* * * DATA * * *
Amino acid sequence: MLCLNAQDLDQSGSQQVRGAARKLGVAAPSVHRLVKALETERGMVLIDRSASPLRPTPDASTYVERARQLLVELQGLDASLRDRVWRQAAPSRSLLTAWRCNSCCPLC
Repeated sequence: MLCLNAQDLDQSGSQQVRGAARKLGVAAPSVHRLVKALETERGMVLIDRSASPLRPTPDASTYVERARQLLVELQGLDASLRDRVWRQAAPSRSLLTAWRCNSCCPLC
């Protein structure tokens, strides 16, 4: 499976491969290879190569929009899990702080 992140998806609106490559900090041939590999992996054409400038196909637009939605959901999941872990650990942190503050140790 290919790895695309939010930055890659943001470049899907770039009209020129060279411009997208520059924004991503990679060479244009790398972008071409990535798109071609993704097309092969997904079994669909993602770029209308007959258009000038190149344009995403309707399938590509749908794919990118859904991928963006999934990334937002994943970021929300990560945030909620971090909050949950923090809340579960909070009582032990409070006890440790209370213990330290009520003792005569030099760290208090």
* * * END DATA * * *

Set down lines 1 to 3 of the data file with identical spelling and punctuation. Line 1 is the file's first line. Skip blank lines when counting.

Amino acid sequence: MLCLNAQDLDQSGSQQVRGAARKLGVAAPSVHRLVKALETERGMVLIDRSASPLRPTPDASTYVERARQLLVELQGLDASLRDRVWRQAAPSRSLLTAWRCNSCCPLC
Repeated sequence: MLCLNAQDLDQSGSQQVRGAARKLGVAAPSVHRLVKALETERGMVLIDRSASPLRPTPDASTYVERARQLLVELQGLDASLRDRVWRQAAPSRSLLTAWRCNSCCPLC
């Protein structure tokens, strides 16, 4: 499976491969290879190569929009899990702080 992140998806609106490559900090041939590999992996054409400038196909637009939605959901999941872990650990942190503050140790 290919790895695309939010930055890659943001470049899907770039009209020129060279411009997208520059924004991503990679060479244009790398972008071409990535798109071609993704097309092969997904079994669909993602770029209308007959258009000038190149344009995403309707399938590509749908794919990118859904991928963006999934990334937002994943970021929300990560945030909620971090909050949950923090809340579960909070009582032990409070006890440790209370213990330290009520003792005569030099760290208090």